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Monday, July 24, 2017

Summer of Urns

Yesterday was a Symphony Sushi/MFA Day. Art and veggie tempura – two great ways to get me outta my head. The museum has a show of pics and concert posters from the late '60s right now and I was MEGA psyched to see it.

On the way to the Summer of Love exhibit, Joe and I came upon a BRILL collection of funeral urns. They’re Mayan and date from between the 650th and 850th centuries. The more I read about these wild pieces the more intrigued I am.

There’s about ten of these urns, all of which were donated by one dude – John B. Fulling.
In the 1960’s John developed an interest in Mayan art, so just like Indiana Jones, off he went into the jungles of Guatemala, with guides and guns, to accumulate one of the largest collections of Mayan art in North America. (source)
Supposedly he purchased The Novemeber Collection, as it’s called, through Guatemalan “dealers” and was unaware of its origins – that it was stolen swag. Yeah sure. Winky, winky and all that.

Why did Fulling donate his entire collection all at once? Tax breaks? Felt others should see these amazing pieces too? Just got tired of dusting them? OR did some of the urn's former inahbitants come back from the dead to exact revenge, all Tales From the Crypt-like? Hey, that could SO happen! Right?

                An aside: I want my eventual ashes stored in an awesome sculpture like one of these!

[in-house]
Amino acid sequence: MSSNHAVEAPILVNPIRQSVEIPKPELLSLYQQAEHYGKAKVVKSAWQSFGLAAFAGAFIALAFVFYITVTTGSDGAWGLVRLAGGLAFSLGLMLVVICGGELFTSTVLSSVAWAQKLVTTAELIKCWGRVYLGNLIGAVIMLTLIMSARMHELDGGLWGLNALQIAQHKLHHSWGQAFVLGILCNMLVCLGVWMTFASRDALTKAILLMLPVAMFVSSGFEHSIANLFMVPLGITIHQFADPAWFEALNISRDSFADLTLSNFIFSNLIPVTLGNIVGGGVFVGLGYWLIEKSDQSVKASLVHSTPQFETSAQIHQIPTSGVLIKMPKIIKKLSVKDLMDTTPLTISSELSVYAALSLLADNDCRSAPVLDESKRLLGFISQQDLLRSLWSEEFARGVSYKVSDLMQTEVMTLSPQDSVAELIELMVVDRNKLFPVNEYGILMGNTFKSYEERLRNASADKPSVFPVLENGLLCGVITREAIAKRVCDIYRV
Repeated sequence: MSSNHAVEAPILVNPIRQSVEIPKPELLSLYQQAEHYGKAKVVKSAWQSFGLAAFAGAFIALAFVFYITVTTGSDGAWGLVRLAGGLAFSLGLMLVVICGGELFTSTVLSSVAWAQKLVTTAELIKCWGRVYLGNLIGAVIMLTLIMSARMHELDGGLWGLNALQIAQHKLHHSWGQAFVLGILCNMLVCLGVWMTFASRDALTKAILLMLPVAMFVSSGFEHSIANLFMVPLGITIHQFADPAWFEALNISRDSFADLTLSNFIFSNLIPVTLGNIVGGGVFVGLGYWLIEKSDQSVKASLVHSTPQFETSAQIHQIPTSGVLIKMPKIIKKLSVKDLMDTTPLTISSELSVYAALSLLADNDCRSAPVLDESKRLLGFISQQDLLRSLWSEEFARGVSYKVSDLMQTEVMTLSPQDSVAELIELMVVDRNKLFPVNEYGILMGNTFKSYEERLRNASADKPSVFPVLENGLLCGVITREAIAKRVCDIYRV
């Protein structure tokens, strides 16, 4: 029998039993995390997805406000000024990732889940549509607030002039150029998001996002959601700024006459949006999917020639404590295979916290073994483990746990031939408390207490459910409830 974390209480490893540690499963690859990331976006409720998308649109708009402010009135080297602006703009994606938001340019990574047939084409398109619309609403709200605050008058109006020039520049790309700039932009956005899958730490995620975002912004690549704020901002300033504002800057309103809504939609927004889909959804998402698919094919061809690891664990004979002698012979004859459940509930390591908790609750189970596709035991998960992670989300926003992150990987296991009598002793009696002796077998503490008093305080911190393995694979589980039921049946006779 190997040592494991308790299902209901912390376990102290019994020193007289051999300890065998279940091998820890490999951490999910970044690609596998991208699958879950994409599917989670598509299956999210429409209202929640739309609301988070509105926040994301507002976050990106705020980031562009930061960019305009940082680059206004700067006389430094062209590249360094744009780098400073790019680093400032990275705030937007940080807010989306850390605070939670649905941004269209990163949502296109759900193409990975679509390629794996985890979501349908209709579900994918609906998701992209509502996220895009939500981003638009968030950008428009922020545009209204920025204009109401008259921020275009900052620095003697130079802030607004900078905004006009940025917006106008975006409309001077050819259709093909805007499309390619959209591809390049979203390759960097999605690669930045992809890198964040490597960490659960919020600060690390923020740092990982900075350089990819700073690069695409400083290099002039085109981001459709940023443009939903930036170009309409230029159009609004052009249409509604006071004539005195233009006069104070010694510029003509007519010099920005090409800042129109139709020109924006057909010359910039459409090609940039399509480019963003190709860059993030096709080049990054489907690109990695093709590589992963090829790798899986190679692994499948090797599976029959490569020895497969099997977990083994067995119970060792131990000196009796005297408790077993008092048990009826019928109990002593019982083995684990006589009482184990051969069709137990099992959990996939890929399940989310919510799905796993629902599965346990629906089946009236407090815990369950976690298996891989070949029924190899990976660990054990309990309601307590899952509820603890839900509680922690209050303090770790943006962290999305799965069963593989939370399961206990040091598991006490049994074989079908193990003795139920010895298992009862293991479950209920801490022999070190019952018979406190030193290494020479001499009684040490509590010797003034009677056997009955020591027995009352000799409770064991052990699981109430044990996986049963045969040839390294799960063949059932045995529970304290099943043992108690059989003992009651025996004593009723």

Moving along, we came on the single, ONLY room that housed the crammed together collection of incredible posters and pics from the late ‘60s. Whoever hung the posters had to be either nine feet tall OR completely uninterested in whether the paying public could actually view the damn things. I’d have needed a ladder to get a decent look at the top two rows and, of course, none was supplied.

Still, I got to see Victor Moscoso’s Sopwith Camel, Bonnie MacLean’s Eric Burden and The Animals and Martin Sharp’s Dylan poster. BRILLIANT!

I was really hoping for an exhibit more along the lines of the Günther Kieser show I was lucky enough to catch on my last visit with Della and Martin. Now that was one well laid out exhibit. All posters were hung at human, not giant, eye level and there was more than six inches of space between each one. Gosh, it was almost like the museum folk actually understood that people would want to see the work. Huh.
No, no, that's OK – I don't REALLY need to have a good goggle of those top two rows of posters //SNARK//
Grace Slick photographed by Herb Greene

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